Serving Her 'Second Family'
Nilda Serrano, new gold bars on her collar, becomes the first female and first Hispanic to rise to the rank of captain in the history of Jackson County Corrections.
JUNE 27, 2016 - jacksongov.org (Also responsible for photographs)
Nilda Serrano smiled proudly as she received the double gold bars insignia for her uniform. Then Rex Tarwater, Deputy Director for Jackson County Corrections, promptly told her she’d soon have to give the captain bars back.
“So we can pin them on you during our next promotional ceremony,” Tarwater explained.
While no date has yet been set to commemorate her promotion ceremonially, Serrano officially assumed her new duties as a Jackson County Corrections Department captain last week. She becomes not only the first female but also the first Hispanic to rise to that rank in the department’s history.
“I’m just shocked,” Serrano said moments after Tarwater announced her promotion June 16 in a conference room at the Jackson County Detention Center. County Executive Frank White, Jr. was there to be among the first to shake her hand.
2016 — A Year Of Historic Firsts
“I know there were a lot of other candidates for this position, and that we were all qualified,” Serrano continued. “I am humbled. I am excited to accept this position. Whatever’s for the betterment of the department is what matters most, as usual.”
White told Serrano, “This has been a great 2016 for Jackson County. We’ve got our first female chair of the County Legislature (Crystal Williams), I’m the first African-American to hold the position of County Executive, and now you are the first female and Hispanic captain in the Corrections Department. Congratulations and best of luck to you.”
After serving in the Army eight years, Serrano embarked on her career with Jackson County Corrections in 1992, telling herself, “Let’s give this a shot, but I’m not going to stay more than five years.” Now more than 24 years later, she calls the Corrections Department her second family. Her No. 1 family includes a daughter, two sons and five grandchildren.
“My kids will tell you this is my first family, and they’re second,” said Serrano. “I go home, go to sleep, then get up and come back here to the jail. I love my job. I love working with people. I love helping people. I love being here. This really is my second family.”
Inmate Workers Supervisor
Serrano left her second family briefly when General Motors transferred her husband (now ex-husband) to Buffalo, N.Y. But she soon returned to Kansas City and, within a week, was back to work as a Jackson County corrections officer. “I left and came right back and have been with the department 16 straight years and more than 20 altogether.”
During her two decades of experience, Serrano has immersed herself in Corrections’ policies and procedures. She has served on the Policy Review Team since 2007 and is emphatic that “our policies are THE LAW for the Department of Corrections.”
Serrano earned her stripes with a promotion to sergeant eight years ago and was again promoted two years ago to lieutenant.
Her duties have also included translating inmate and visitation rules into Spanish, in addition to supervising the inmate workers program. Detention Center inmates being held on non-violent charges and with good disciplinary reports while incarcerated can work in the laundry or kitchen, as well as on crews tasked with keeping the facility clean.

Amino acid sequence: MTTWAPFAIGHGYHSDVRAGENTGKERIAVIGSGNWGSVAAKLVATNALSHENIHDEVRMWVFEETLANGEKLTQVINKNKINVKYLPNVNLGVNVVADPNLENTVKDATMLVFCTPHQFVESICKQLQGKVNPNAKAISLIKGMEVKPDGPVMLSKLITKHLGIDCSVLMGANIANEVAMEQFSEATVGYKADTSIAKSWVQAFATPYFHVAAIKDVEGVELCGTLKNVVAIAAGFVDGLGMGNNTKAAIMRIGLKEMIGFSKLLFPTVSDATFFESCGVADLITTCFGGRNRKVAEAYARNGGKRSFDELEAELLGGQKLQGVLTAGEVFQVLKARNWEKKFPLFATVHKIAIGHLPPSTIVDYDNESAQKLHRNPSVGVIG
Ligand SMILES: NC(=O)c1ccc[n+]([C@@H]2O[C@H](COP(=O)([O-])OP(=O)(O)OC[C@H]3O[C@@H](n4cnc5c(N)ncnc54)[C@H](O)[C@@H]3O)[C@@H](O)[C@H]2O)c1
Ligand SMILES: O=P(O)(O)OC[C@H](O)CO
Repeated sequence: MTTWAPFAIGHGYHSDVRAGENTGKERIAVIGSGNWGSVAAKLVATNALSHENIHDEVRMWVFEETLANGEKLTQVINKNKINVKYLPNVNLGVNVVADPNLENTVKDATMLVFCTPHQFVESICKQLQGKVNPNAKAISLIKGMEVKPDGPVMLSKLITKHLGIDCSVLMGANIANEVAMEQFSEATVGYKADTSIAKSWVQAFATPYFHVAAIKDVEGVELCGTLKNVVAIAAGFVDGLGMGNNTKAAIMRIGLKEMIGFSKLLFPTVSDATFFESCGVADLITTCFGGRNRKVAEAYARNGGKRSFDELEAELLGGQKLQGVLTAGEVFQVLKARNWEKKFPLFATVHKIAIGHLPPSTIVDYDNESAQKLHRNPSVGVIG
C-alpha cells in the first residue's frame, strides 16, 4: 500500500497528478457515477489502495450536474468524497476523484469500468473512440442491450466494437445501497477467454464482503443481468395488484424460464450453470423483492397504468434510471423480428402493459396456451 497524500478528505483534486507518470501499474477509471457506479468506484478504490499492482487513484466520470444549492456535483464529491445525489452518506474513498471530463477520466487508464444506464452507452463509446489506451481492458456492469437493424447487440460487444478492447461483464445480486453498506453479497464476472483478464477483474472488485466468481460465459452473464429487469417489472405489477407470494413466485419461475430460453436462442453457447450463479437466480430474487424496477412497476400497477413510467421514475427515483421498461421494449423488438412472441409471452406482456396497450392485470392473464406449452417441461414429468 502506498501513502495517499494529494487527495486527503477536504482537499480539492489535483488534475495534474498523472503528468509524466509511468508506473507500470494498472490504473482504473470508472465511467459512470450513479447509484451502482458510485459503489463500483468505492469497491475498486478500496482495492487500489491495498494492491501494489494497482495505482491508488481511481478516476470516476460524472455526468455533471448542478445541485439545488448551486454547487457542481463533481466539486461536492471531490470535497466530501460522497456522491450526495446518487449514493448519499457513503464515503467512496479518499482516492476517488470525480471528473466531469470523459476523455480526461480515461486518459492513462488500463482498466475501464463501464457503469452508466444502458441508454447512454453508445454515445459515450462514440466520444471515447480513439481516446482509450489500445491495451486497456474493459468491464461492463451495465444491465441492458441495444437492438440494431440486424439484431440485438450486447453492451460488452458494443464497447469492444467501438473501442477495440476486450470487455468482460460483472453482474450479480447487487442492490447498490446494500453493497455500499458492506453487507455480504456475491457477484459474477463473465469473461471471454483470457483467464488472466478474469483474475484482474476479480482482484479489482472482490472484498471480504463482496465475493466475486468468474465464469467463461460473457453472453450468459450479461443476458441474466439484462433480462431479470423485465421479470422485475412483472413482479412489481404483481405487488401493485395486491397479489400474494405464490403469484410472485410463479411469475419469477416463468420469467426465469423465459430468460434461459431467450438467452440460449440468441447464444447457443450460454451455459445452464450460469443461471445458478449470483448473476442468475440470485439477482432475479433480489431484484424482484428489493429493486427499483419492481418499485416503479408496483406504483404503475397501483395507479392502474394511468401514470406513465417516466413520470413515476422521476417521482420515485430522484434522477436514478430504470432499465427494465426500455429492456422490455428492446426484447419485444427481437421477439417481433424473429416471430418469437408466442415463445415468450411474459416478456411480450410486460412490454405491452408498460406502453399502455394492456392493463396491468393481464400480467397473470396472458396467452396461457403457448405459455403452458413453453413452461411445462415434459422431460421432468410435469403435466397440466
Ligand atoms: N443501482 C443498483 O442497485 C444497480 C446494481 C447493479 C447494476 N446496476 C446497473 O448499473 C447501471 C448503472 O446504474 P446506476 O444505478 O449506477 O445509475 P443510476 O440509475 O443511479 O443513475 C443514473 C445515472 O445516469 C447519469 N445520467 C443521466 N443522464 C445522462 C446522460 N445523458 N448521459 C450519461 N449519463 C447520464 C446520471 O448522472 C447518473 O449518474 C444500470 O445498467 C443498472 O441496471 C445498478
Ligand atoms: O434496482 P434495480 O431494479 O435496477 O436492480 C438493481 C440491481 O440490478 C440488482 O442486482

County Executive Frank White, Jr. shakes Nilda Serrano's hand moments after she learned about her promotion.
"She has the experience, the knowledge, the respect of her peers and of the inmates. She has a passion for her job and performs her duties with compassion."
Jackson County Chief Operating Officer Gary Panethiere (far left) and County Executive Frank White, Jr. (far right) were there for the big announcement when Deputy Director of Corrections Rex Tarwater (center) told Nilda Serrano she was being promoted to captain.
'The Ideal Candidate'
Serrano teaches an inmate supervision class in the academy Jackson County recently launched for correctional officer recruits. As one of only three captains in the Detention Unit, she intends to emphasize ongoing training for all officers, “new and old.” The unit’s captains, according to Corrections Director Joe Piccinini, essentially serve as frontline commanders, supervising each shift and assuring “everything is running smoothly and everyone is safe and sound.”
“We had exceptional candidates for this captain’s position, both internally and externally,” said Piccinini. “Nilda was the ideal candidate. She has the experience, the knowledge, the respect of her peers and of the inmates. She has a passion for her job and performs her duties with compassion.”
Repeatedly Serrano stressed the Corrections Officer’s Creed that she and her colleagues “are the inmates’ keeper.” She cited experiences helping inmates get new eyeglasses and secure the court’s permission to view, under the escort of guards, a deceased loved one’s remains.
“It’s so important that we do things like that for inmates — to let them, when no else is there, see a loved one’s body one last time at a funeral home,” Serrano said.
“Security is always the top priority,” she added, “but it is our responsibility to take care of these inmates while they are under our supervision in this facility. We’re not only correctional officers, but are, in part, also caseworkers. We’re here to help.”